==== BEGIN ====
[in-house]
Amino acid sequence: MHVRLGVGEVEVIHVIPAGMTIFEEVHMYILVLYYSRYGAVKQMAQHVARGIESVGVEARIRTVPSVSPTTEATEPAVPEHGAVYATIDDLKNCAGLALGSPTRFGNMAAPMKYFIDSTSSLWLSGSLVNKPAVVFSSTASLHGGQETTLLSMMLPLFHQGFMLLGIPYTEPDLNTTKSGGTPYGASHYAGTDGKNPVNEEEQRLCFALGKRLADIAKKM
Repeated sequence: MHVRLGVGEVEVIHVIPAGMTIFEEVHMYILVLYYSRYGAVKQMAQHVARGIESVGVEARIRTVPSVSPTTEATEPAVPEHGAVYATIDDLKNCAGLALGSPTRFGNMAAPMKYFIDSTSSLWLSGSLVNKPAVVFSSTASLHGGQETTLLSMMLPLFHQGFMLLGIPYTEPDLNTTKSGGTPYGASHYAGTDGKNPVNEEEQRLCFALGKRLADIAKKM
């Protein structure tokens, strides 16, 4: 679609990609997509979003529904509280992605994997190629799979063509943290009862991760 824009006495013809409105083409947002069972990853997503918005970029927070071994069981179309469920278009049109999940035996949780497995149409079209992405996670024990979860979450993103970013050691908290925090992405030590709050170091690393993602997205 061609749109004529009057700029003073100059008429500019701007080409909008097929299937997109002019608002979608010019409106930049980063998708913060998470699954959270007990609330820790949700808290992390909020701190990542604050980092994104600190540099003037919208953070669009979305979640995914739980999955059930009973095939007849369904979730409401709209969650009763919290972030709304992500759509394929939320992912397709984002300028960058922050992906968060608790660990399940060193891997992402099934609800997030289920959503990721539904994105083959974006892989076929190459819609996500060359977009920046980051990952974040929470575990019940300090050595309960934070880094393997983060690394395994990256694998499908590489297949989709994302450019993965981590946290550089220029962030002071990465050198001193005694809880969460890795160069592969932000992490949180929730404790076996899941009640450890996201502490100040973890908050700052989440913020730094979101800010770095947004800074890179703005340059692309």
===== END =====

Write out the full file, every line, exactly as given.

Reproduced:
[in-house]
Amino acid sequence: MHVRLGVGEVEVIHVIPAGMTIFEEVHMYILVLYYSRYGAVKQMAQHVARGIESVGVEARIRTVPSVSPTTEATEPAVPEHGAVYATIDDLKNCAGLALGSPTRFGNMAAPMKYFIDSTSSLWLSGSLVNKPAVVFSSTASLHGGQETTLLSMMLPLFHQGFMLLGIPYTEPDLNTTKSGGTPYGASHYAGTDGKNPVNEEEQRLCFALGKRLADIAKKM
Repeated sequence: MHVRLGVGEVEVIHVIPAGMTIFEEVHMYILVLYYSRYGAVKQMAQHVARGIESVGVEARIRTVPSVSPTTEATEPAVPEHGAVYATIDDLKNCAGLALGSPTRFGNMAAPMKYFIDSTSSLWLSGSLVNKPAVVFSSTASLHGGQETTLLSMMLPLFHQGFMLLGIPYTEPDLNTTKSGGTPYGASHYAGTDGKNPVNEEEQRLCFALGKRLADIAKKM
């Protein structure tokens, strides 16, 4: 679609990609997509979003529904509280992605994997190629799979063509943290009862991760 824009006495013809409105083409947002069972990853997503918005970029927070071994069981179309469920278009049109999940035996949780497995149409079209992405996670024990979860979450993103970013050691908290925090992405030590709050170091690393993602997205 061609749109004529009057700029003073100059008429500019701007080409909008097929299937997109002019608002979608010019409106930049980063998708913060998470699954959270007990609330820790949700808290992390909020701190990542604050980092994104600190540099003037919208953070669009979305979640995914739980999955059930009973095939007849369904979730409401709209969650009763919290972030709304992500759509394929939320992912397709984002300028960058922050992906968060608790660990399940060193891997992402099934609800997030289920959503990721539904994105083959974006892989076929190459819609996500060359977009920046980051990952974040929470575990019940300090050595309960934070880094393997983060690394395994990256694998499908590489297949989709994302450019993965981590946290550089220029962030002071990465050198001193005694809880969460890795160069592969932000992490949180929730404790076996899941009640450890996201502490100040973890908050700052989440913020730094979101800010770095947004800074890179703005340059692309």